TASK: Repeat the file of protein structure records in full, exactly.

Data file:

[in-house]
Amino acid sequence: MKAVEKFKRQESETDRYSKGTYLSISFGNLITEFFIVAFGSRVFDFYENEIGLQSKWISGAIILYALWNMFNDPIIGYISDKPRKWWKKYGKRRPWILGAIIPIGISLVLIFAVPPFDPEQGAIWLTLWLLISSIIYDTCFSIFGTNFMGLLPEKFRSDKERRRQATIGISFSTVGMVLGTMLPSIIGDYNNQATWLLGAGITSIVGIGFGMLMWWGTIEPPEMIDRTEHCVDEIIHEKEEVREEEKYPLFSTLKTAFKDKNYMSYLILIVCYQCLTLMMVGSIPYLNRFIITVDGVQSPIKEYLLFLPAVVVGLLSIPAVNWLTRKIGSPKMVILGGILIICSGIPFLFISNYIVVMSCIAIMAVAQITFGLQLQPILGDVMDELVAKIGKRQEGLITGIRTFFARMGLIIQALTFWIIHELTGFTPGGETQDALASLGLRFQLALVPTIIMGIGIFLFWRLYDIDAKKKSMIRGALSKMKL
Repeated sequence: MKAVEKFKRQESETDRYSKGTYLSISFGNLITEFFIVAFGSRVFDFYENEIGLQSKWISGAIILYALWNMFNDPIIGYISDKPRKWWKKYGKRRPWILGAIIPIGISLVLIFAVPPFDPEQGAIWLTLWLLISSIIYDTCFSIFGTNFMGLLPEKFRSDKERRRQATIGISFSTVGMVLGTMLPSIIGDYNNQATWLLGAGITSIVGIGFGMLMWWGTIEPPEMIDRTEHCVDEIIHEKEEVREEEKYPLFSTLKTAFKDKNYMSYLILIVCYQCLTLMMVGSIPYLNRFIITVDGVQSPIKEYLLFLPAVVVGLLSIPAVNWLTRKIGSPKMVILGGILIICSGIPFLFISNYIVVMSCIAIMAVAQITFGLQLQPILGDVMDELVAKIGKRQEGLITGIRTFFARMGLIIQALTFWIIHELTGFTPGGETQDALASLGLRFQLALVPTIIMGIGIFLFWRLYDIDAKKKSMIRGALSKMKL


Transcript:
[in-house]
Amino acid sequence: MKAVEKFKRQESETDRYSKGTYLSISFGNLITEFFIVAFGSRVFDFYENEIGLQSKWISGAIILYALWNMFNDPIIGYISDKPRKWWKKYGKRRPWILGAIIPIGISLVLIFAVPPFDPEQGAIWLTLWLLISSIIYDTCFSIFGTNFMGLLPEKFRSDKERRRQATIGISFSTVGMVLGTMLPSIIGDYNNQATWLLGAGITSIVGIGFGMLMWWGTIEPPEMIDRTEHCVDEIIHEKEEVREEEKYPLFSTLKTAFKDKNYMSYLILIVCYQCLTLMMVGSIPYLNRFIITVDGVQSPIKEYLLFLPAVVVGLLSIPAVNWLTRKIGSPKMVILGGILIICSGIPFLFISNYIVVMSCIAIMAVAQITFGLQLQPILGDVMDELVAKIGKRQEGLITGIRTFFARMGLIIQALTFWIIHELTGFTPGGETQDALASLGLRFQLALVPTIIMGIGIFLFWRLYDIDAKKKSMIRGALSKMKL
Repeated sequence: MKAVEKFKRQESETDRYSKGTYLSISFGNLITEFFIVAFGSRVFDFYENEIGLQSKWISGAIILYALWNMFNDPIIGYISDKPRKWWKKYGKRRPWILGAIIPIGISLVLIFAVPPFDPEQGAIWLTLWLLISSIIYDTCFSIFGTNFMGLLPEKFRSDKERRRQATIGISFSTVGMVLGTMLPSIIGDYNNQATWLLGAGITSIVGIGFGMLMWWGTIEPPEMIDRTEHCVDEIIHEKEEVREEEKYPLFSTLKTAFKDKNYMSYLILIVCYQCLTLMMVGSIPYLNRFIITVDGVQSPIKEYLLFLPAVVVGLLSIPAVNWLTRKIGSPKMVILGGILIICSGIPFLFISNYIVVMSCIAIMAVAQITFGLQLQPILGDVMDELVAKIGKRQEGLITGIRTFFARMGLIIQALTFWIIHELTGFTPGGETQDALASLGLRFQLALVPTIIMGIGIFLFWRLYDIDAKKKSMIRGALSKMKL